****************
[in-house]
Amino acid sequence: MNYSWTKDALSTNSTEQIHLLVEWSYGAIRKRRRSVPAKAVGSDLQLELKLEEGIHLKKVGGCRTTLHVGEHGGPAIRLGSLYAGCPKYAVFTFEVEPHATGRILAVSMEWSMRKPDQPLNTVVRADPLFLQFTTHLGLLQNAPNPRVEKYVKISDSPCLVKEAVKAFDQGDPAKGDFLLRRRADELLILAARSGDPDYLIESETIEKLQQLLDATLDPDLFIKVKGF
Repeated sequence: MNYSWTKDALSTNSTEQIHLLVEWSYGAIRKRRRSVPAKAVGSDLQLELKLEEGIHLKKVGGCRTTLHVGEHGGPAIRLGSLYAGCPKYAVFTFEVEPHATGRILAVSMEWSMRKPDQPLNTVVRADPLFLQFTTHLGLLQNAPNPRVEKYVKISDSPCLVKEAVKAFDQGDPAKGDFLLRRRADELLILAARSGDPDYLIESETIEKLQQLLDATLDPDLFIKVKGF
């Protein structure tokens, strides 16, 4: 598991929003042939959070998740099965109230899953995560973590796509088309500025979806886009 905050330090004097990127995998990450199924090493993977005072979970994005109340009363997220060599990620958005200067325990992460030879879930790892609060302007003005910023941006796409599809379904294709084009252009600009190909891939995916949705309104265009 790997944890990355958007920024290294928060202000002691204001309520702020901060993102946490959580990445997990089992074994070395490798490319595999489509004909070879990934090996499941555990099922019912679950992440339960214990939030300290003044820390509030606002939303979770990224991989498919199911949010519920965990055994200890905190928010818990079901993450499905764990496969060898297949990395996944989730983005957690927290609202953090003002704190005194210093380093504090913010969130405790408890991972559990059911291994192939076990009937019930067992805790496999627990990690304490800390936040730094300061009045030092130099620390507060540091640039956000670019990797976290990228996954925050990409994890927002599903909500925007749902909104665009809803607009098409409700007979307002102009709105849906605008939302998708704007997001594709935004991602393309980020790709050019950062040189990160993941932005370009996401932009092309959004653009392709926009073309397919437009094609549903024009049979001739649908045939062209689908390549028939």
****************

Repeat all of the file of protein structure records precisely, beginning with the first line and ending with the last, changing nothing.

[in-house]
Amino acid sequence: MNYSWTKDALSTNSTEQIHLLVEWSYGAIRKRRRSVPAKAVGSDLQLELKLEEGIHLKKVGGCRTTLHVGEHGGPAIRLGSLYAGCPKYAVFTFEVEPHATGRILAVSMEWSMRKPDQPLNTVVRADPLFLQFTTHLGLLQNAPNPRVEKYVKISDSPCLVKEAVKAFDQGDPAKGDFLLRRRADELLILAARSGDPDYLIESETIEKLQQLLDATLDPDLFIKVKGF
Repeated sequence: MNYSWTKDALSTNSTEQIHLLVEWSYGAIRKRRRSVPAKAVGSDLQLELKLEEGIHLKKVGGCRTTLHVGEHGGPAIRLGSLYAGCPKYAVFTFEVEPHATGRILAVSMEWSMRKPDQPLNTVVRADPLFLQFTTHLGLLQNAPNPRVEKYVKISDSPCLVKEAVKAFDQGDPAKGDFLLRRRADELLILAARSGDPDYLIESETIEKLQQLLDATLDPDLFIKVKGF
């Protein structure tokens, strides 16, 4: 598991929003042939959070998740099965109230899953995560973590796509088309500025979806886009 905050330090004097990127995998990450199924090493993977005072979970994005109340009363997220060599990620958005200067325990992460030879879930790892609060302007003005910023941006796409599809379904294709084009252009600009190909891939995916949705309104265009 790997944890990355958007920024290294928060202000002691204001309520702020901060993102946490959580990445997990089992074994070395490798490319595999489509004909070879990934090996499941555990099922019912679950992440339960214990939030300290003044820390509030606002939303979770990224991989498919199911949010519920965990055994200890905190928010818990079901993450499905764990496969060898297949990395996944989730983005957690927290609202953090003002704190005194210093380093504090913010969130405790408890991972559990059911291994192939076990009937019930067992805790496999627990990690304490800390936040730094300061009045030092130099620390507060540091640039956000670019990797976290990228996954925050990409994890927002599903909500925007749902909104665009809803607009098409409700007979307002102009709105849906605008939302998708704007997001594709935004991602393309980020790709050019950062040189990160993941932005370009996401932009092309959004653009392709926009073309397919437009094609549903024009049979001739649908045939062209689908390549028939």